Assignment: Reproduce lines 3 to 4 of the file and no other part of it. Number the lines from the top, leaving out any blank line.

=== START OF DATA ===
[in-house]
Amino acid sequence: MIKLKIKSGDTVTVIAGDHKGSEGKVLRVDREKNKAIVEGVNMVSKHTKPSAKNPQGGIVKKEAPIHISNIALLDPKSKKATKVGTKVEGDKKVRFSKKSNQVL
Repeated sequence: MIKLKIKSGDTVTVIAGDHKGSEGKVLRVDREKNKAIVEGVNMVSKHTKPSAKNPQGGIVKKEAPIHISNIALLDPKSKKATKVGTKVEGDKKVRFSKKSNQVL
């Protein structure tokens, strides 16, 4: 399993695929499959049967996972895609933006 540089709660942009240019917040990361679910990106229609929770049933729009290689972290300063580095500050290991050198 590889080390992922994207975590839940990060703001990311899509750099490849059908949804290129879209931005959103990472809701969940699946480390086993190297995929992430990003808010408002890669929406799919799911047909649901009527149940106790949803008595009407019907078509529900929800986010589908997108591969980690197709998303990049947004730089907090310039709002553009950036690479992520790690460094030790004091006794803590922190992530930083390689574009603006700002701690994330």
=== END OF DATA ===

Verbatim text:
Repeated sequence: MIKLKIKSGDTVTVIAGDHKGSEGKVLRVDREKNKAIVEGVNMVSKHTKPSAKNPQGGIVKKEAPIHISNIALLDPKSKKATKVGTKVEGDKKVRFSKKSNQVL
């Protein structure tokens, strides 16, 4: 399993695929499959049967996972895609933006 540089709660942009240019917040990361679910990106229609929770049933729009290689972290300063580095500050290991050198 590889080390992922994207975590839940990060703001990311899509750099490849059908949804290129879209931005959103990472809701969940699946480390086993190297995929992430990003808010408002890669929406799919799911047909649901009527149940106790949803008595009407019907078509529900929800986010589908997108591969980690197709998303990049947004730089907090310039709002553009950036690479992520790690460094030790004091006794803590922190992530930083390689574009603006700002701690994330």